Do you trust me because I speak Spanish? That sounds like a strange question, but in some communities – and in some situations – it could be enough for someone to trust a stranger.
At the Fraud Affects Every Community workshop recently held at FTC headquarters, we heard from panelists living and working in diverse communities about ways scammers are using language, shared customs, relationships and community practices to steal people’s money.
Books closed, it’s time for a health privacy pop quiz. What online medical billing company did the FTC allege deceived consumers in an attempt to get their sensitive health information from pharmacies, health insurance companies, and medical labs?
Have you seen news reports about foreign websites showing live feeds from unsecured wireless cameras — like nanny cams, baby monitors, and security cameras — in the U.S. and around the world? It’s creepy stuff, but there are steps you can take to protect your camera from prying eyes.
“Your computer is damaged ... we’ll help you fix it.” It’s the latest twist on tech support scams: Scammers sell software online that claims to increase your computer’s performance. They lure you to their websites with pop-up ads or web searches. Then, they tell you to call a phone number to activate or register the software. On the phone, they ask for remote access to your computer and then tell you that your computer has many errors that need to be fixed immediately.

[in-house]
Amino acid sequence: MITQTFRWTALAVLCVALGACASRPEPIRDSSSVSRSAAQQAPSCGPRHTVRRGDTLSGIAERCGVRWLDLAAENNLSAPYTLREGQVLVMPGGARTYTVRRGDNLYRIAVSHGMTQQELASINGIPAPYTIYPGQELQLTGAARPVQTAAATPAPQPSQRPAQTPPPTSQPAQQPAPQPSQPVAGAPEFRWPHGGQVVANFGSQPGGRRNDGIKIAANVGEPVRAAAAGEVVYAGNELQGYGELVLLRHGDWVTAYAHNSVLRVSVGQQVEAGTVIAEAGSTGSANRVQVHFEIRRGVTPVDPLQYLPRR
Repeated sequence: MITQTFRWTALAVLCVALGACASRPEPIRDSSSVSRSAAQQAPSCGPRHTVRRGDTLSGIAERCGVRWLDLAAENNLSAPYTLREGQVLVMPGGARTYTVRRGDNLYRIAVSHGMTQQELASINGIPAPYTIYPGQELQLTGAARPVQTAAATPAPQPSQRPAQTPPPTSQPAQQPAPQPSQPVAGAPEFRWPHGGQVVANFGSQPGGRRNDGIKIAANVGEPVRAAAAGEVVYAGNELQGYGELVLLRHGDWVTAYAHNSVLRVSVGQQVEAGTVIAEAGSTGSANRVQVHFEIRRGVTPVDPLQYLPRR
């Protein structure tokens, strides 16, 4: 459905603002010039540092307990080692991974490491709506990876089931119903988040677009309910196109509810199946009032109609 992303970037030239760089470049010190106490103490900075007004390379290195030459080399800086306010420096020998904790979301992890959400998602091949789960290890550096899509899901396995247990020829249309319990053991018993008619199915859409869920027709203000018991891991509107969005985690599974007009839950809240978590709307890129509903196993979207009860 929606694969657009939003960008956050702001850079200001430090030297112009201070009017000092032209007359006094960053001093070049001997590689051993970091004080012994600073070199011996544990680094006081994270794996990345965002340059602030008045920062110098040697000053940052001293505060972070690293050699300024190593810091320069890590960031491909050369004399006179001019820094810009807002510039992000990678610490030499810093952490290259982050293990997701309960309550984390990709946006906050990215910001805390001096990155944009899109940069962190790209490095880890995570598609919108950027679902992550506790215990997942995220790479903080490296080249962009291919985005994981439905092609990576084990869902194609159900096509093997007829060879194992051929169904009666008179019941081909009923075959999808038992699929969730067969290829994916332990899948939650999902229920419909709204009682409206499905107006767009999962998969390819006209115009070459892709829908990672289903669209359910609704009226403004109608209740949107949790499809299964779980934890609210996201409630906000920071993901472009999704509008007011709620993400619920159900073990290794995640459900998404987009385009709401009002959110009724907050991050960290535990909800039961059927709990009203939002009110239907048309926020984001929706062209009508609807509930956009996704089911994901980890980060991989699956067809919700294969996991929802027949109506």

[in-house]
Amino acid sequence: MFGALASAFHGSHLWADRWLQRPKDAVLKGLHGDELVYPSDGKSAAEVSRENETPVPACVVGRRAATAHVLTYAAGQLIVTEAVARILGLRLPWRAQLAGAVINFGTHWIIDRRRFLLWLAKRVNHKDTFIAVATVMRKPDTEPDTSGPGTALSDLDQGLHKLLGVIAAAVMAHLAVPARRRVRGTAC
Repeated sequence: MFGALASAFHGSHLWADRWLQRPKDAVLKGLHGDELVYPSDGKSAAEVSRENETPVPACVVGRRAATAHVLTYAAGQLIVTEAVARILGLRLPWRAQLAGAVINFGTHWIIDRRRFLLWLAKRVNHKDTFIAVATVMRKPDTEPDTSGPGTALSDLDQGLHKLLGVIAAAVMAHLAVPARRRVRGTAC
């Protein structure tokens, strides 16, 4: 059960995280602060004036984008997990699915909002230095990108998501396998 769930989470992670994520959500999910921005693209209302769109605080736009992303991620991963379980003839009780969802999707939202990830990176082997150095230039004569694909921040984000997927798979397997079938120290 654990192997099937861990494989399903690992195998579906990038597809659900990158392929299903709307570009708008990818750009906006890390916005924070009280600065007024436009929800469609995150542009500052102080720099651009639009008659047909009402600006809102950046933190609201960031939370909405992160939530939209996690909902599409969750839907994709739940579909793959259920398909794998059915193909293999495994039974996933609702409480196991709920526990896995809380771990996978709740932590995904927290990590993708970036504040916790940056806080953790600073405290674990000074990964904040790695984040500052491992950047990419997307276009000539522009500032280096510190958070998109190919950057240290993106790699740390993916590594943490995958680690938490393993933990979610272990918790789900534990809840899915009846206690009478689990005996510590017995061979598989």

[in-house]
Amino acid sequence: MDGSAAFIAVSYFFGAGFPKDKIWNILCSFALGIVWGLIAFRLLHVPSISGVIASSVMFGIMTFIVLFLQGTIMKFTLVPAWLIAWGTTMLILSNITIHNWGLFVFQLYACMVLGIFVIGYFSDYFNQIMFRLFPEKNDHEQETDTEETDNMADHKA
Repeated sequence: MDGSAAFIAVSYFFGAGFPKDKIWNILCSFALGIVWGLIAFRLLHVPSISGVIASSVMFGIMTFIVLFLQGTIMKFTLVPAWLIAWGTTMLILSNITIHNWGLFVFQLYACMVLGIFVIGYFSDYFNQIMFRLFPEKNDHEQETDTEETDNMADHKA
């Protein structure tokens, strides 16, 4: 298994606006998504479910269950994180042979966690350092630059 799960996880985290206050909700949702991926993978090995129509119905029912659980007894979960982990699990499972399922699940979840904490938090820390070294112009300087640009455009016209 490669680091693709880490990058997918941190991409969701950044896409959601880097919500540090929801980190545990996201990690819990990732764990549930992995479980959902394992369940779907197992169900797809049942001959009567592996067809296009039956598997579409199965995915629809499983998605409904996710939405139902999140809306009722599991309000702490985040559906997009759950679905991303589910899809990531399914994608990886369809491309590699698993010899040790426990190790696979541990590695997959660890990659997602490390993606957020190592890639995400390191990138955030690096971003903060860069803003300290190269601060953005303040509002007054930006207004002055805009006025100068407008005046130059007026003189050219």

One way to judge a website’s privacy practices is to see if has been certified by an independent organization. Privacy seals and certifications are useful because it is difficult for regular computer users to verify how sites use their information.
Today, the FTC announced a settlement with TRUSTe, which advertises itself as “the #1 privacy brand.” The FTC alleged TRUSTe misled consumers when the company claimed it did an annual compliance checks on all sites that earned its “TRUSTe Certified Privacy Seals,” although it didn’t check more than 1,000 times over a six-year stretch
It’s open season for everyone who wants to switch health coverage. As you select your health insurance plan, watch out for scams. Whether you are on Medicare, selecting a plan through the Affordable Care Act (ACA), or have private insurance, here are some tips to help you more safely navigate the open enrollment season.
Earlier this year, I told you that the FTC and the Florida Attorney General (AG) acted to temporarily halt an Orlando-based operation that not only used illegal robocalls to pitch so-called “free” medical alert devices to older consumers, but also lied about the cost and quality.
I’m now pleased to report that a settlement obtained by the FTC and the Florida AG has permanently shut down the operation. In addition, the defendants are banned from making robocalls and participating in other telemarketing activities.
Okay, so you had some reservations, but you finally decide to try this online dating thing. Your cousin met the love of her life online, so it’s worth a try right? You find a site that offers free membership so you can browse for possible dates without paying up front.
When you want free consumer information — for yourself or a group — the FTC is ready to take your order. Looking for identity theft brochures to share with your book club? We’ve got them. Online safety handouts to use in the classroom? Right here. Bookmarks about charity fraud to distribute at a community fair? Absolutely. Our new and better bulkorder site is your gateway to almost 200 free publications for consumers and businesses.